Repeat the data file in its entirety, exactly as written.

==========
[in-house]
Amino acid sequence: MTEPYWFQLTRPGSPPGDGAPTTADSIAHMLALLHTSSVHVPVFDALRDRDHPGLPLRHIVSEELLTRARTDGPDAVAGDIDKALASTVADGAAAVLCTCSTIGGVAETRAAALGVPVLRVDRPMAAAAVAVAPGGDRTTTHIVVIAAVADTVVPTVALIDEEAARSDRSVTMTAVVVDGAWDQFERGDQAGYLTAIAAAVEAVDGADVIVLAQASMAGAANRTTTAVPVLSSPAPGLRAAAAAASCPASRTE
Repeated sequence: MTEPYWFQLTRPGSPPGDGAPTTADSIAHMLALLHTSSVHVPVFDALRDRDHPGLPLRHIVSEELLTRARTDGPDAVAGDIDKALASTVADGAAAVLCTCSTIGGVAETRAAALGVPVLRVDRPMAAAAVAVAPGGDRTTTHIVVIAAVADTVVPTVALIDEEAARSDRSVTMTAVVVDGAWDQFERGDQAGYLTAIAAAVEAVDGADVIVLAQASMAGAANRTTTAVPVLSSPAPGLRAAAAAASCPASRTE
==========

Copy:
[in-house]
Amino acid sequence: MTEPYWFQLTRPGSPPGDGAPTTADSIAHMLALLHTSSVHVPVFDALRDRDHPGLPLRHIVSEELLTRARTDGPDAVAGDIDKALASTVADGAAAVLCTCSTIGGVAETRAAALGVPVLRVDRPMAAAAVAVAPGGDRTTTHIVVIAAVADTVVPTVALIDEEAARSDRSVTMTAVVVDGAWDQFERGDQAGYLTAIAAAVEAVDGADVIVLAQASMAGAANRTTTAVPVLSSPAPGLRAAAAAASCPASRTE
Repeated sequence: MTEPYWFQLTRPGSPPGDGAPTTADSIAHMLALLHTSSVHVPVFDALRDRDHPGLPLRHIVSEELLTRARTDGPDAVAGDIDKALASTVADGAAAVLCTCSTIGGVAETRAAALGVPVLRVDRPMAAAAVAVAPGGDRTTTHIVVIAAVADTVVPTVALIDEEAARSDRSVTMTAVVVDGAWDQFERGDQAGYLTAIAAAVEAVDGADVIVLAQASMAGAANRTTTAVPVLSSPAPGLRAAAAAASCPASRTE